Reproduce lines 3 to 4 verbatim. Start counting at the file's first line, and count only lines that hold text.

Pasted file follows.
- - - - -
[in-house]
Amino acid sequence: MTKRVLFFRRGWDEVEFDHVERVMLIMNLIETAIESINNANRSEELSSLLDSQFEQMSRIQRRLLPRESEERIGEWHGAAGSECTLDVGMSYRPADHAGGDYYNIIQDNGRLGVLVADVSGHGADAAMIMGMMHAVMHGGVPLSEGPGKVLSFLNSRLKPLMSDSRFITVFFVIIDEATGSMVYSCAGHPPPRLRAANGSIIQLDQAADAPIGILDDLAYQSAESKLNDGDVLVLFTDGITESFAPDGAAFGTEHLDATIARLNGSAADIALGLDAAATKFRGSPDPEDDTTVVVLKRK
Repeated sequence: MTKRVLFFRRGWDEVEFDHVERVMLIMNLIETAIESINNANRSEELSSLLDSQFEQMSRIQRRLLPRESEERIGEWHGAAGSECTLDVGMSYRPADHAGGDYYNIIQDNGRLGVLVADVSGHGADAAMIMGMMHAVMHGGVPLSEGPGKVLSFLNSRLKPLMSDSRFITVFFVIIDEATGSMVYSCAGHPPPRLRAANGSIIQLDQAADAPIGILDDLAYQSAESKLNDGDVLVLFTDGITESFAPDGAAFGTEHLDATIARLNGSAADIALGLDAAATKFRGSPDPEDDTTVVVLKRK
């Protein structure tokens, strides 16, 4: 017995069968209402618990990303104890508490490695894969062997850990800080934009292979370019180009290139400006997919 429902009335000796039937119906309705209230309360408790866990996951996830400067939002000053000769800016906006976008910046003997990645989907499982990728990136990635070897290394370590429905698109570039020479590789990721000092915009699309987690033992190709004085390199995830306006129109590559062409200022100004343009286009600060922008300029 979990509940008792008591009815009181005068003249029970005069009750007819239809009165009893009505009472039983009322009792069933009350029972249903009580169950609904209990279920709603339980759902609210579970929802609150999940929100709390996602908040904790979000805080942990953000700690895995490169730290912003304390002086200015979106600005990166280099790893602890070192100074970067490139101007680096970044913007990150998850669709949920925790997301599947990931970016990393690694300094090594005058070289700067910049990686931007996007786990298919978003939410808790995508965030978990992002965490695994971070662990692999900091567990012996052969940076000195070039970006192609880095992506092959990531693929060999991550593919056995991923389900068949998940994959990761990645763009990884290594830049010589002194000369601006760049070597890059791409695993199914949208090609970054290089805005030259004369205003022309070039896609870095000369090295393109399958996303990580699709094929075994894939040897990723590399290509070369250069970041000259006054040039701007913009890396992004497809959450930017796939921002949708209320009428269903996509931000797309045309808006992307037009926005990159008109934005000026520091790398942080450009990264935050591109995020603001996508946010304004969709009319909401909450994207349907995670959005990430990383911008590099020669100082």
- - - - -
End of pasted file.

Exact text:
Repeated sequence: MTKRVLFFRRGWDEVEFDHVERVMLIMNLIETAIESINNANRSEELSSLLDSQFEQMSRIQRRLLPRESEERIGEWHGAAGSECTLDVGMSYRPADHAGGDYYNIIQDNGRLGVLVADVSGHGADAAMIMGMMHAVMHGGVPLSEGPGKVLSFLNSRLKPLMSDSRFITVFFVIIDEATGSMVYSCAGHPPPRLRAANGSIIQLDQAADAPIGILDDLAYQSAESKLNDGDVLVLFTDGITESFAPDGAAFGTEHLDATIARLNGSAADIALGLDAAATKFRGSPDPEDDTTVVVLKRK
């Protein structure tokens, strides 16, 4: 017995069968209402618990990303104890508490490695894969062997850990800080934009292979370019180009290139400006997919 429902009335000796039937119906309705209230309360408790866990996951996830400067939002000053000769800016906006976008910046003997990645989907499982990728990136990635070897290394370590429905698109570039020479590789990721000092915009699309987690033992190709004085390199995830306006129109590559062409200022100004343009286009600060922008300029 979990509940008792008591009815009181005068003249029970005069009750007819239809009165009893009505009472039983009322009792069933009350029972249903009580169950609904209990279920709603339980759902609210579970929802609150999940929100709390996602908040904790979000805080942990953000700690895995490169730290912003304390002086200015979106600005990166280099790893602890070192100074970067490139101007680096970044913007990150998850669709949920925790997301599947990931970016990393690694300094090594005058070289700067910049990686931007996007786990298919978003939410808790995508965030978990992002965490695994971070662990692999900091567990012996052969940076000195070039970006192609880095992506092959990531693929060999991550593919056995991923389900068949998940994959990761990645763009990884290594830049010589002194000369601006760049070597890059791409695993199914949208090609970054290089805005030259004369205003022309070039896609870095000369090295393109399958996303990580699709094929075994894939040897990723590399290509070369250069970041000259006054040039701007913009890396992004497809959450930017796939921002949708209320009428269903996509931000797309045309808006992307037009926005990159008109934005000026520091790398942080450009990264935050591109995020603001996508946010304004969709009319909401909450994207349907995670959005990430990383911008590099020669100082």